The projection bias describes our assumption that other people think like we do. We tend to overestimate how common our thoughts and beliefs are. We assume that our way of thinking about things is common among the majority. This can hold us back significantly in life because it causes us to believe we know exactly what people want. We tend to assume we know the priorities, motivations, attitudes, and beliefs of others, when in reality we don’t. This can affect us negatively in relationships in our personal lives and in our careers.

What to do:

  • Make a point of asking people questions instead of assuming they think like you do.

Simply being aware of these biases can help you live a better life. Each day, we make thousands of decisions, and realizing the biases that affect your judgment can help you make better informed, well-thought decisions.

Featured photo credit: The Thinker / Dan McKay via flickr.com

More by this author

Dr. Kerry Petsinger

Entrepreneur, Mindset & Performance Coach, & Doctor of Physical Therapy

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Last Updated on November 15, 2018

Success In Reaching Goals Is Determined By Mindset

Success In Reaching Goals Is Determined By Mindset

What do you think it takes to achieve your goals? Hard work? Lots of actions? While these are paramount to becoming successful in reaching our goals, neither of these are possible without a positive mindset.

As humans, we naturally tend to lean towards a negative outlook when it comes to our hopes and dreams. We are prone to believing that we have limitations either from within ourselves or from external forces keeping us from truly getting to where we want to be in life. Our tendency to think that we’ll “believe it when we see it” suggests that our mindsets are focused on our goals not really being attainable until they’ve been achieved. The problem with this is that this common mindset fuels our limiting beliefs and shows a lack of faith in ourselves.

The Success Mindset

Success in achieving our goals comes down to a ‘success mindset’. Successful mindsets are those focused on victory, based on positive mental attitudes, empowering inclinations and good habits. Acquiring a success mindset is the sure-fire way to dramatically increase your chance to achieve your goals.

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The idea that achieving our goals comes down to our habits and actions is actually a typical type of mindset that misses a crucial point; that our mindset is, in fact, the determiner of our energy and what actions we take. A negative mindset will tend to create negative actions and similarly if we have a mindset that will only set into action once we see ‘proof’ that our goals are achievable, then the road will be much longer and arduous. This is why, instead of thinking “I’ll believe it when I see it”, a success mindset will think “I’ll see it when I believe it.”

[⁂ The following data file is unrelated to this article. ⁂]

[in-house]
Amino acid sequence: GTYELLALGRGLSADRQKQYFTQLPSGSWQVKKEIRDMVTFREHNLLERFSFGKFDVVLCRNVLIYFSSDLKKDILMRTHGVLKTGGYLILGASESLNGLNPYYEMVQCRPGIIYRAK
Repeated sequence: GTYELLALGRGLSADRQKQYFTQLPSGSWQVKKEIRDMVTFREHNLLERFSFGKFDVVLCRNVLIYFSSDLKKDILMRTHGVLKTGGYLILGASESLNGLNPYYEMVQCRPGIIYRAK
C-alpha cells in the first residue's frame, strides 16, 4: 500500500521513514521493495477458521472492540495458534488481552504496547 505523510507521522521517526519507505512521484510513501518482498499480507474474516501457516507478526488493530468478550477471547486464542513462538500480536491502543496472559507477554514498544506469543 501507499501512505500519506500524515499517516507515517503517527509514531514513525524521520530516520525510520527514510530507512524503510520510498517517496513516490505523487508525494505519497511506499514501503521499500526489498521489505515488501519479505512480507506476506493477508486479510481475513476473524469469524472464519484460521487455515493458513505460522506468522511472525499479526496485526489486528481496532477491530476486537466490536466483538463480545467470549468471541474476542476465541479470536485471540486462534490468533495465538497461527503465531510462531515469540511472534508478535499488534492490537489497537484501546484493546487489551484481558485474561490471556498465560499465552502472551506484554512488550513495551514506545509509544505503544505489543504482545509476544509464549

The Placebo Effect and What It Shows Us About The Power of Mindset

The placebo effect is a perfect example of how mindset really can be powerful. In scientific trials, a group of participants were told they received medication that will heal an ailment but were actually given a sugar pill that does nothing (the placebo). Yet after the trial the participants believed it’s had a positive effect – sometimes even cured their ailment even though nothing has changed. This is the power of mindset.

How do we apply this to our goals? Well, when we set goals and dreams how often do we really believe they’ll come to fruition? Have absolute faith that they can be achieved? Have a complete unwavering expectation? Most of us don’t because we hold on to negative mindsets and limiting beliefs about ourselves that stop us from fully believing we are capable or that it’s at all possible. We tend to listen to the opinions of others despite them misaligning with our own or bow to societal pressures that make us believe we should think and act a certain way. There are many reasons why we possess these types of mindsets but a success mindset can be achieved.